It's winter. In winter I see elk from the roads, here and there out on the West End. It's fun to pretend that I make them appear for my guests with a magical power, but in truth I don't manifest them: they're there. I found an estimate number from 2005 of 8,600 elk on the Olympic Peninsula outside the Park.
On Friday there were no elk on Beaver Prairie, and I didn't detour up to look on Quillayute Prairie. But after I left La Push and headed back east again, there was a small herd just on the other side of the Bogachiel River bridge.
Park wildlife biologist Bruce Moorhead, in The Forest Elk: Roosevelt Elk in Olympic National Park (1994) says:
A typical herd of about 20 elk, such as you might encounter in the Hoh valley, can have about nine adult females, three calves (or young of the current year), and perhaps eight "teenage" animals of either sex and one or two years of age.
They lose their antlers every year in late winter, February or so. And each year grow back a larger set than the year before.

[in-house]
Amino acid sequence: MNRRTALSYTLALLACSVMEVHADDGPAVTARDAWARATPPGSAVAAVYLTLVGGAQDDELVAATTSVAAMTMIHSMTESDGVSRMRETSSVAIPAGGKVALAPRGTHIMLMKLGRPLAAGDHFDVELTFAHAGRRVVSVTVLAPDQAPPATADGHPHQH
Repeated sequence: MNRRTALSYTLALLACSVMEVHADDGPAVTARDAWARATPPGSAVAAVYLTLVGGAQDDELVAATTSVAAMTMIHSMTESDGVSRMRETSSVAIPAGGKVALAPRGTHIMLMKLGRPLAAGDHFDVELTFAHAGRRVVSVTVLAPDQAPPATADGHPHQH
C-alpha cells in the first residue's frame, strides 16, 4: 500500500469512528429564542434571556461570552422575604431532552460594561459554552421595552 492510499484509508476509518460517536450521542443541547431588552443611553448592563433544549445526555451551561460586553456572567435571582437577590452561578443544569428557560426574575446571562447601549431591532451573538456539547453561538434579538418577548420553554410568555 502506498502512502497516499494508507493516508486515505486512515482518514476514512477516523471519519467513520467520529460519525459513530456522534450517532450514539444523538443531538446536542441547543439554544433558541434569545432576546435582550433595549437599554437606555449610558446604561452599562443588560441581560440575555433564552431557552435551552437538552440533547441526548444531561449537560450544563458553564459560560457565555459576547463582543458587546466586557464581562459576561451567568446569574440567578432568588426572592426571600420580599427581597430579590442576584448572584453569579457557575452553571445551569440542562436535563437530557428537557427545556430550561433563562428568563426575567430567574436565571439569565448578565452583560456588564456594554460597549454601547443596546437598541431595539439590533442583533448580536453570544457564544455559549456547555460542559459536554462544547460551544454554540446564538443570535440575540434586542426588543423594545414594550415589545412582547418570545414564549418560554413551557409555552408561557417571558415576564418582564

Moorhead has an illustration of elk antlers, one-year-old and two-year-old and mature. Yuppers, the ones with antlers in the field by the river were definitly teenagers... He goes on to say,
Studies elsewhere suggest that undisturbed herds, such as those found in the park, are a "matriarchy" of older females, their female offspring, and their youngsters' offspring. Other than during the September and October breeding season, adult bulls older than one or two years of age typically remain apart from such herds, either alone or in small groups of males.
I guess we don't know whether the patterns he describes for the populations in the Park are the same for the much patchier and more disturbed (and hunted) populations outside the Park.
About the question of magic, though, it's probably some kind of reverse sorcery which last spring kept me from seeing that other species of charismatic megafauna, the migrating grey whales which should be visible from First Beach; I mean I never saw one single whale one single time all season, and not for lack of trying.